He also seems to believe that he speaks for the Venezuelan opposition to Chavism at the meetings and forums he is invited to in the US.
    If he believes that he speaks for us living here, and is representative of our position, then he should come back here and stand for President, i mean he is so smart and savvy in Washington and is so knowledgable at these dinner parties that he would win convincingly…………who needs Lorenzo Mendoza?

    • We need to invite Francisco here for a beer and a hamburguesa. Hanging out with too many libtards in Washington. Impossible to be a libtard in Venezuela. Needs to come hang out with us “fascists” who are spitting the truth on whats up here.

      I fell for the hamburguesa bet that the constituyente was just a bullshit ploy for their exit. Pero LA CONSITUYENTE SI VA OH EHH OHH EHH OHH!!! And you know Henri Falcon was shaking his ass to that gay ass tune while downing imported 18 year old whiskey with his amigos enchufados. OHHH EHHH OHHH EHHH OHHH!!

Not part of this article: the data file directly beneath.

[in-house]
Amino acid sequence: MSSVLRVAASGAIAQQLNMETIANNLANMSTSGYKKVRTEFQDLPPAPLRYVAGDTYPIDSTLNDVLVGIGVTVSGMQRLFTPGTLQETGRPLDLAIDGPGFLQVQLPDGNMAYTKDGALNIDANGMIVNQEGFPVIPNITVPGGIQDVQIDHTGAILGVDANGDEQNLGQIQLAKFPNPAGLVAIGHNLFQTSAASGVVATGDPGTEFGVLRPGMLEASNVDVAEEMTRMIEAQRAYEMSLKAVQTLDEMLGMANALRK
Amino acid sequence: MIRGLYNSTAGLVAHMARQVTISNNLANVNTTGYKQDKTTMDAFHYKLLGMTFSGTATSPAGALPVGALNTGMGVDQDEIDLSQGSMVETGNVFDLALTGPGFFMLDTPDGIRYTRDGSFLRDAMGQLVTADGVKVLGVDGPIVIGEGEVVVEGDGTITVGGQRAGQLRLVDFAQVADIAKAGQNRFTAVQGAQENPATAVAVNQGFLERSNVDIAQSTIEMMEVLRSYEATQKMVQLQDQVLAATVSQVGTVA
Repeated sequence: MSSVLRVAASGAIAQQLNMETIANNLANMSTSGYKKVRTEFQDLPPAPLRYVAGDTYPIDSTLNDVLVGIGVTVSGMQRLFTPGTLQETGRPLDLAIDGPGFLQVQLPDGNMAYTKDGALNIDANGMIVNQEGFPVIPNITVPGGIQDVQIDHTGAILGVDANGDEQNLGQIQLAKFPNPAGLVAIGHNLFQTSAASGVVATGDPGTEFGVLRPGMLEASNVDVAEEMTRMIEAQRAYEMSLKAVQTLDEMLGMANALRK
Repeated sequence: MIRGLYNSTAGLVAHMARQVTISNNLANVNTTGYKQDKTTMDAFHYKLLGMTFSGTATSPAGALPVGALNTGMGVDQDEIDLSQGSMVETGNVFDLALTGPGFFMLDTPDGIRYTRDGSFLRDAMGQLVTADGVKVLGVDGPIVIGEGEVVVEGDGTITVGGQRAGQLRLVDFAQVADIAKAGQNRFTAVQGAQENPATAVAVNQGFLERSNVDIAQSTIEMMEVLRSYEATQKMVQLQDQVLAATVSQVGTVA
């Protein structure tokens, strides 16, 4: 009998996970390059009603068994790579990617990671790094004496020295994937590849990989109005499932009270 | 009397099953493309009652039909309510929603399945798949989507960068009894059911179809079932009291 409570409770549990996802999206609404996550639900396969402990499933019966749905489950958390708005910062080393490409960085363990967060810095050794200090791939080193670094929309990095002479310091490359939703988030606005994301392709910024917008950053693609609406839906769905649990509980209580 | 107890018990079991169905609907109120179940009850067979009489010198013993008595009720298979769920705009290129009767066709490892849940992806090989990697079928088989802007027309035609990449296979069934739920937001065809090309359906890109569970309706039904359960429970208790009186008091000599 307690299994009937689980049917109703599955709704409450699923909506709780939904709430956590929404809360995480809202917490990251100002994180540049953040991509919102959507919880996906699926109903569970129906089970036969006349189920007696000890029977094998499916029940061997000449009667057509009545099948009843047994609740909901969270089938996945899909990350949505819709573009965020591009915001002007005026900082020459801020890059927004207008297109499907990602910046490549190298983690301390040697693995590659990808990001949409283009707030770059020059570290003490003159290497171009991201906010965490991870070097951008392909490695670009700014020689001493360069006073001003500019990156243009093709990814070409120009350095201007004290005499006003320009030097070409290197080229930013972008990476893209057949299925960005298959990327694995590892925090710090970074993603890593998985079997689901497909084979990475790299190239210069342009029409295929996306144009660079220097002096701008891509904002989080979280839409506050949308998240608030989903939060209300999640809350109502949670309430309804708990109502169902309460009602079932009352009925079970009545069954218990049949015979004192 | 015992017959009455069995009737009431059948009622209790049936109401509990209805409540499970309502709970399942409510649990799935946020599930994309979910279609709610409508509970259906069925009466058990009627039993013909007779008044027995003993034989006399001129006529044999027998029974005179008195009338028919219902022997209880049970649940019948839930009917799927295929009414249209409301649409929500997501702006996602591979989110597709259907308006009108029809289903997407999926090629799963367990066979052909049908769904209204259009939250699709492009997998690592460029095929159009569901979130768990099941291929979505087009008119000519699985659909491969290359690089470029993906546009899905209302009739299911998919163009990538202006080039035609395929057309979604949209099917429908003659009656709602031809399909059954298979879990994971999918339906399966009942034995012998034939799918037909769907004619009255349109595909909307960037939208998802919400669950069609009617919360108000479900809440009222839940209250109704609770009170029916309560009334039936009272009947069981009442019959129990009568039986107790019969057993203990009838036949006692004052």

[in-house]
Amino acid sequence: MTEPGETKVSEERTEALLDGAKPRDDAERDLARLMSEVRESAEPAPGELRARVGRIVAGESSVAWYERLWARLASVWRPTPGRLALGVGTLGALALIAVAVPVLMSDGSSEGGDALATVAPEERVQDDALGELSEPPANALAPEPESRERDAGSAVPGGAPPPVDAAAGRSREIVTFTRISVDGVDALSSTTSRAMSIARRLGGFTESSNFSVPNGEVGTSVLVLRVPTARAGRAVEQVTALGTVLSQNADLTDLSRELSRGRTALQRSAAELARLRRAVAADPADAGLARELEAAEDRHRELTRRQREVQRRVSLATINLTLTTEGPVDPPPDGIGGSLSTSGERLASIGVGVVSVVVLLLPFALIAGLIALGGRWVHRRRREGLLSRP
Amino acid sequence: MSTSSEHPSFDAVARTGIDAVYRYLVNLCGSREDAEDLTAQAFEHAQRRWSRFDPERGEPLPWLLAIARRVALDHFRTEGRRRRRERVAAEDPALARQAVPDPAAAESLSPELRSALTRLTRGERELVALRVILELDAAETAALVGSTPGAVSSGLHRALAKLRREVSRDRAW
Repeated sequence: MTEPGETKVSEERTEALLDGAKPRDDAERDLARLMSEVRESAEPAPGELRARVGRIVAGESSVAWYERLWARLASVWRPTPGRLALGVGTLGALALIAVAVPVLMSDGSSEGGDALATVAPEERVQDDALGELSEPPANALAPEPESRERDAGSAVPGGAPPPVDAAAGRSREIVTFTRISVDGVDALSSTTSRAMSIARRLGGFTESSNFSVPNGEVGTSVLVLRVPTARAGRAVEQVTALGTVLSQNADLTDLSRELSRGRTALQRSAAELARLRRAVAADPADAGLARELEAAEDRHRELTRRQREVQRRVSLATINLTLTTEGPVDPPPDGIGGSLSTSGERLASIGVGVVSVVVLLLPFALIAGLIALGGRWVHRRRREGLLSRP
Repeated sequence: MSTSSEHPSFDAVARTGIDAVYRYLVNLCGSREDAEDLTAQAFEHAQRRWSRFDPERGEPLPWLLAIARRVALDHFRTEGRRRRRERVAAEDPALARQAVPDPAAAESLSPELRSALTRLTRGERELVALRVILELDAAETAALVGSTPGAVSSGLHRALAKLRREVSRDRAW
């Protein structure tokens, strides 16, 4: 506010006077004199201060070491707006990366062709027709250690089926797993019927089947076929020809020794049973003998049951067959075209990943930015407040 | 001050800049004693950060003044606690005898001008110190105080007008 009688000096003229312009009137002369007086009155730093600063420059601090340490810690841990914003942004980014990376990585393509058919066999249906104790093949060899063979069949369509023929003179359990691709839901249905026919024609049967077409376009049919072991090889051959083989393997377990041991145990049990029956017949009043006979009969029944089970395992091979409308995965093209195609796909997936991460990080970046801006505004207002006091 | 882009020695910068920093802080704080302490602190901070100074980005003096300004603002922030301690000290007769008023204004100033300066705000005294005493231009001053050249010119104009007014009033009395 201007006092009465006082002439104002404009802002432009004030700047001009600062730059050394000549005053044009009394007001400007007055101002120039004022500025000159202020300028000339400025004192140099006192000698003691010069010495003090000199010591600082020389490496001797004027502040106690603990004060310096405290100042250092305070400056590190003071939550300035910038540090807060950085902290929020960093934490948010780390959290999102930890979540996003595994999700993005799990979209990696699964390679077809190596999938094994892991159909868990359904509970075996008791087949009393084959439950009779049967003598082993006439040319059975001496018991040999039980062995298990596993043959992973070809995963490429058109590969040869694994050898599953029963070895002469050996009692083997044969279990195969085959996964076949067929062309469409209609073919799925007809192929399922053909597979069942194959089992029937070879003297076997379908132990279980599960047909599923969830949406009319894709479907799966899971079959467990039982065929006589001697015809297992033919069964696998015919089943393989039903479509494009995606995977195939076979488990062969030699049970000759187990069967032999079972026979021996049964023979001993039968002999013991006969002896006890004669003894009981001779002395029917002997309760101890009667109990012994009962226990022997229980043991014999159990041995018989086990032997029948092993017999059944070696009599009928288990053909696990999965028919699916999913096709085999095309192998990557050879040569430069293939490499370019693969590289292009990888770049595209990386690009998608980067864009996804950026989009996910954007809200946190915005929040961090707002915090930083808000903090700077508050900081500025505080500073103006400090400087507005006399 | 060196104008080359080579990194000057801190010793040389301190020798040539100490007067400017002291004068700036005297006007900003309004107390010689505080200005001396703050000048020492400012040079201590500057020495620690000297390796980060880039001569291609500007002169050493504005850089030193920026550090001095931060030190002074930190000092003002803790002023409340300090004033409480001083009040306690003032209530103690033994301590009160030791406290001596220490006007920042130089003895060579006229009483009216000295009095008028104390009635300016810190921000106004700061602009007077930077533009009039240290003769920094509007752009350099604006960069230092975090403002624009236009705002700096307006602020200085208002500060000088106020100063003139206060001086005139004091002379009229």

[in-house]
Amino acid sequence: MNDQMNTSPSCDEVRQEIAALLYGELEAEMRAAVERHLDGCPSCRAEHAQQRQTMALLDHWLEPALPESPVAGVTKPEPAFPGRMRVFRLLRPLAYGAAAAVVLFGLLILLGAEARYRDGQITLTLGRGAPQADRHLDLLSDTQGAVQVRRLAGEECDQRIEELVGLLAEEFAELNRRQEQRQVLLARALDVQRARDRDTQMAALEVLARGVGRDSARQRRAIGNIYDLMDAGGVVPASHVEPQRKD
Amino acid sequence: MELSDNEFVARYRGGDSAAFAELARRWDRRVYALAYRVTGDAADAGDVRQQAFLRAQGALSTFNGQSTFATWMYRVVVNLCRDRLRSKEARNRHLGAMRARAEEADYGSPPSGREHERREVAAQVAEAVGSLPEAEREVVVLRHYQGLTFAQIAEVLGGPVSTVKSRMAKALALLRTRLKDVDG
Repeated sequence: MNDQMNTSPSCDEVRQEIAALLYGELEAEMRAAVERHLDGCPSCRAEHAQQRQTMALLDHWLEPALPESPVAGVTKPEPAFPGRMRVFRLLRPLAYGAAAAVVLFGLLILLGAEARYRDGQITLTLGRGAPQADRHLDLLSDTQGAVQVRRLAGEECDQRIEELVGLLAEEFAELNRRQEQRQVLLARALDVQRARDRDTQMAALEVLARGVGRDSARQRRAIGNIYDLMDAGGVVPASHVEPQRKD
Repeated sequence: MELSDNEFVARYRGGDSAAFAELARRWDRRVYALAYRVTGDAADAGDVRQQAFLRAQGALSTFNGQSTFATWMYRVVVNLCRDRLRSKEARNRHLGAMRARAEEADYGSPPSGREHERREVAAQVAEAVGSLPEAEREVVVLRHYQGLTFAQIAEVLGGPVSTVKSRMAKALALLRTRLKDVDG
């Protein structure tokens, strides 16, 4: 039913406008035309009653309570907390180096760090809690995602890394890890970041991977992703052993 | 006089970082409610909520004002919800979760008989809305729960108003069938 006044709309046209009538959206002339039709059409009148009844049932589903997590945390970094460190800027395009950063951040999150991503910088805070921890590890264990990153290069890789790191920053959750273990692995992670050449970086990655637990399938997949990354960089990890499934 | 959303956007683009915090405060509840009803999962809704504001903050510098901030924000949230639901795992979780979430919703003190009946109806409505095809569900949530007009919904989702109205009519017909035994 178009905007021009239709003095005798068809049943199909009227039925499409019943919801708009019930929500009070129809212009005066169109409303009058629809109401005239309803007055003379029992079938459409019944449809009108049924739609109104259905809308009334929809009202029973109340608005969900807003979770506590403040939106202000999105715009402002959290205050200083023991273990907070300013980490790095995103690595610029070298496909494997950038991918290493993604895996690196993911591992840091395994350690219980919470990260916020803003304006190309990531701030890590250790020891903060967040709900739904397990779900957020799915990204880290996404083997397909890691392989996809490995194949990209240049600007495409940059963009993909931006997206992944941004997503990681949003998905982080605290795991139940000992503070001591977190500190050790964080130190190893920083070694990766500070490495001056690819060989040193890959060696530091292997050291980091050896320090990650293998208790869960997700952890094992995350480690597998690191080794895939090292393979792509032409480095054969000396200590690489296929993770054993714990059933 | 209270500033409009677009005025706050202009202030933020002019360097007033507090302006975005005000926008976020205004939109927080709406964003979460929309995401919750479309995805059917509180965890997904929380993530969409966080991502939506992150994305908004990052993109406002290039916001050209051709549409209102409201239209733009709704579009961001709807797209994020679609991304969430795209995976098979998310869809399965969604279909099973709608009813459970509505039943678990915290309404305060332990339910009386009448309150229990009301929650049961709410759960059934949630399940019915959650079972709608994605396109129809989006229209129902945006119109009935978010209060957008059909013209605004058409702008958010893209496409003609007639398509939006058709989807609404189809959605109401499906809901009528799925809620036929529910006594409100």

Man I just need to rub it in again: https://www.youtube.com/watch?v=hM35ehgROQw

      Francisco, forget all those libtards. They sound great in theory but as we all know in Venezuela: PURO PAJA!!!!!

  24. Pretty much everything in this article is true.He is not saying that this is the correct thing and is what he wants and is
    Ideal but that it is a strong possibility

  25. “If you actually live here in Venezeula and see the ticking time bomb each day on the streets, you will see that this whole election scam as futile.”